Boardgaming in 2017!


It’s interesting that the idea of a big book of paragraphs isn’t terribly different from cards, with the important exception that dice are doing the randomizing within certain parameters. That’s pretty cool. It gives a game a really solid physical presence, almost makes it feel as substantial as a novel!

One thing I like about the text in Tales of Arabian Nights is that the writing isn’t terrible! I can’t say the same thing about Eldritch Horror, Agents of Smersh, Dead of Winter, and Down Below. Who would have guessed that boardgame designers don’t necessarily make good writers. :)



Heading out in a few minutes to play the last boardgames for 2016. :)

Played Inis which was terrific followed by the coop version of Orleans. Fun night!

Inis is kinda like an awesome version of Blood Rage. It uses a lot of similar concepts but delivers a far more cohesive and engaging experience. Coop Orleans was some good old fashioned mathy boardgame fun. It did boil down to deciding on jobs and coordinating where they overlap, but still was fun from an efficiency standpoint.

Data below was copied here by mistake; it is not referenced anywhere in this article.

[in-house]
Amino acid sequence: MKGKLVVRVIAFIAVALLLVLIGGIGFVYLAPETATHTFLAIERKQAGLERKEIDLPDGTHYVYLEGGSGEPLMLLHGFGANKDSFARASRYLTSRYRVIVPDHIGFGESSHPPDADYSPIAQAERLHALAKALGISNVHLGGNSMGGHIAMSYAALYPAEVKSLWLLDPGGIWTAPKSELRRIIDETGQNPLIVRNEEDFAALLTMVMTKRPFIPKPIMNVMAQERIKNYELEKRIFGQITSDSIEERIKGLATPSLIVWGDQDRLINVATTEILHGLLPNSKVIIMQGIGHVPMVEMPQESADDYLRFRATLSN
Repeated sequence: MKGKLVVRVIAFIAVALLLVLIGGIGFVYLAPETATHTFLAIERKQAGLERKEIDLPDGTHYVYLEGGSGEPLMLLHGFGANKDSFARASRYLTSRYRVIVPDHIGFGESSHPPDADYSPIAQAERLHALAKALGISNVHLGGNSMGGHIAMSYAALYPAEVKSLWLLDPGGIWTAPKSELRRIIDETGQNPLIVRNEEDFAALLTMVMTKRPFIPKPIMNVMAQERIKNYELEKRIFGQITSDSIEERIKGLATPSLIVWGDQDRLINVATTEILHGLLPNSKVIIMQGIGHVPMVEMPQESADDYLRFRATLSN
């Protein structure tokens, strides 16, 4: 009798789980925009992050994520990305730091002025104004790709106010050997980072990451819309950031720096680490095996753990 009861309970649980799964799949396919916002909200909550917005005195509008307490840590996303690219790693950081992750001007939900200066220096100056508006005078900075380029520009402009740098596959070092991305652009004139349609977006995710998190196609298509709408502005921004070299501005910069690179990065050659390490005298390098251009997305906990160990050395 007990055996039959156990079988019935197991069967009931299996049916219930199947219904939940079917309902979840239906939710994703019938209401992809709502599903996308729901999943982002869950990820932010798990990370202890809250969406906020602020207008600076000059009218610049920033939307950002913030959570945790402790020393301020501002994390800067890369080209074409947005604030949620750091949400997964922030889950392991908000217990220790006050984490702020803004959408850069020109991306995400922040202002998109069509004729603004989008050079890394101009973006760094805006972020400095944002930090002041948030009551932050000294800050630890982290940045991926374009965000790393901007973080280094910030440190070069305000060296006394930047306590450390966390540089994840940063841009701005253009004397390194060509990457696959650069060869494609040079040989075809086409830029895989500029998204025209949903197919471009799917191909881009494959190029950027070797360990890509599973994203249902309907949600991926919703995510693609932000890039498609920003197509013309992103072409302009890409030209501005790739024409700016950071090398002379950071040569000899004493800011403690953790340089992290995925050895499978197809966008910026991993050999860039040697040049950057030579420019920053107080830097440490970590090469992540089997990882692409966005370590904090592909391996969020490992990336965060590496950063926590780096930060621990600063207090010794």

Just ordered one of each of the Star Wars Destiny starter sets for my 8 y/o son and I.

Yes it’s collectible but it looks like it’ll be more interesting (for me certainly) than Pokemon, and Star Wars is flavour of the month with my son having been to see Rogue One on Xmas Eve.

I’m sure I’m setting myself up for a booster box purchase at some point but we’ll see how he handles the starters first. It does appear (marginally) more complex than Pokemon but I’m thinking the dice rolling and character recognition will maintain his excitement while he gets to grips with it. ☺️


I’ve been actively playing the Pokémon TCG lately, and reading the rules of this Star Wars game, it seems like FFG managed to make a card game even more luck-based, at any skill level, than the coin flip hell of casual Pokémon TCG play. (Most competitive decks avoid coin flips entirely, outside of occasionally flipping for the two status effects that require it, or cards that have a positive effect regardless of the results of the flip.)